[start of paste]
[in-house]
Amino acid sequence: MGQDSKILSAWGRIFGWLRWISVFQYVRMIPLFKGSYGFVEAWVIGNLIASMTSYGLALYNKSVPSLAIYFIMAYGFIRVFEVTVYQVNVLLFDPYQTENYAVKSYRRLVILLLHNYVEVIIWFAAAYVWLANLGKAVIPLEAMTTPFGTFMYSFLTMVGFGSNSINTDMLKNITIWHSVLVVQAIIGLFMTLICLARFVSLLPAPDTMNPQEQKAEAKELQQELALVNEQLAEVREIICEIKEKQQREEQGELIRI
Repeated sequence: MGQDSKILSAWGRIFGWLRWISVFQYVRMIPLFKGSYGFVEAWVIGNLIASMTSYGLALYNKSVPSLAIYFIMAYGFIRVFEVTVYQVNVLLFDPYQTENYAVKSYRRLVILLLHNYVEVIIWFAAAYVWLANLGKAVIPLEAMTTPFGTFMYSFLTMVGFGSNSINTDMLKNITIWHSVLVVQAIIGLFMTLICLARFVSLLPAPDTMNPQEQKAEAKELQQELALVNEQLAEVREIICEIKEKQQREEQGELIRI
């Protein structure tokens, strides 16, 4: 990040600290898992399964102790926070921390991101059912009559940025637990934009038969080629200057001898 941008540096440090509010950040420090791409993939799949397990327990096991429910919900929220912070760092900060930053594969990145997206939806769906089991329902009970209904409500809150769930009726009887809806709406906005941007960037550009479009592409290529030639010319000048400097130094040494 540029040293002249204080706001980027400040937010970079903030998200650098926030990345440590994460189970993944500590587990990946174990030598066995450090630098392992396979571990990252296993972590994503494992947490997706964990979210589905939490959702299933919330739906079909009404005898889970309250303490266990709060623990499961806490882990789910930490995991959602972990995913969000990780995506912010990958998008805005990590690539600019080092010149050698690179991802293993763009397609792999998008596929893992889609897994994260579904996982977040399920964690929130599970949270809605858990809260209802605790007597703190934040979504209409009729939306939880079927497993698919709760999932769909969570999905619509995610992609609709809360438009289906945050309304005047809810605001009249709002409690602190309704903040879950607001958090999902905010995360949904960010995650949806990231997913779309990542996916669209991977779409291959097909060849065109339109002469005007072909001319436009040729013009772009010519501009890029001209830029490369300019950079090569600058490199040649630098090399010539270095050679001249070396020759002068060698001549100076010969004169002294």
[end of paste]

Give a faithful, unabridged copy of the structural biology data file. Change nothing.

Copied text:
[in-house]
Amino acid sequence: MGQDSKILSAWGRIFGWLRWISVFQYVRMIPLFKGSYGFVEAWVIGNLIASMTSYGLALYNKSVPSLAIYFIMAYGFIRVFEVTVYQVNVLLFDPYQTENYAVKSYRRLVILLLHNYVEVIIWFAAAYVWLANLGKAVIPLEAMTTPFGTFMYSFLTMVGFGSNSINTDMLKNITIWHSVLVVQAIIGLFMTLICLARFVSLLPAPDTMNPQEQKAEAKELQQELALVNEQLAEVREIICEIKEKQQREEQGELIRI
Repeated sequence: MGQDSKILSAWGRIFGWLRWISVFQYVRMIPLFKGSYGFVEAWVIGNLIASMTSYGLALYNKSVPSLAIYFIMAYGFIRVFEVTVYQVNVLLFDPYQTENYAVKSYRRLVILLLHNYVEVIIWFAAAYVWLANLGKAVIPLEAMTTPFGTFMYSFLTMVGFGSNSINTDMLKNITIWHSVLVVQAIIGLFMTLICLARFVSLLPAPDTMNPQEQKAEAKELQQELALVNEQLAEVREIICEIKEKQQREEQGELIRI
């Protein structure tokens, strides 16, 4: 990040600290898992399964102790926070921390991101059912009559940025637990934009038969080629200057001898 941008540096440090509010950040420090791409993939799949397990327990096991429910919900929220912070760092900060930053594969990145997206939806769906089991329902009970209904409500809150769930009726009887809806709406906005941007960037550009479009592409290529030639010319000048400097130094040494 540029040293002249204080706001980027400040937010970079903030998200650098926030990345440590994460189970993944500590587990990946174990030598066995450090630098392992396979571990990252296993972590994503494992947490997706964990979210589905939490959702299933919330739906079909009404005898889970309250303490266990709060623990499961806490882990789910930490995991959602972990995913969000990780995506912010990958998008805005990590690539600019080092010149050698690179991802293993763009397609792999998008596929893992889609897994994260579904996982977040399920964690929130599970949270809605858990809260209802605790007597703190934040979504209409009729939306939880079927497993698919709760999932769909969570999905619509995610992609609709809360438009289906945050309304005047809810605001009249709002409690602190309704903040879950607001958090999902905010995360949904960010995650949806990231997913779309990542996916669209991977779409291959097909060849065109339109002469005007072909001319436009040729013009772009010519501009890029001209830029490369300019950079090569600058490199040649630098090399010539270095050679001249070396020759002068060698001549100076010969004169002294």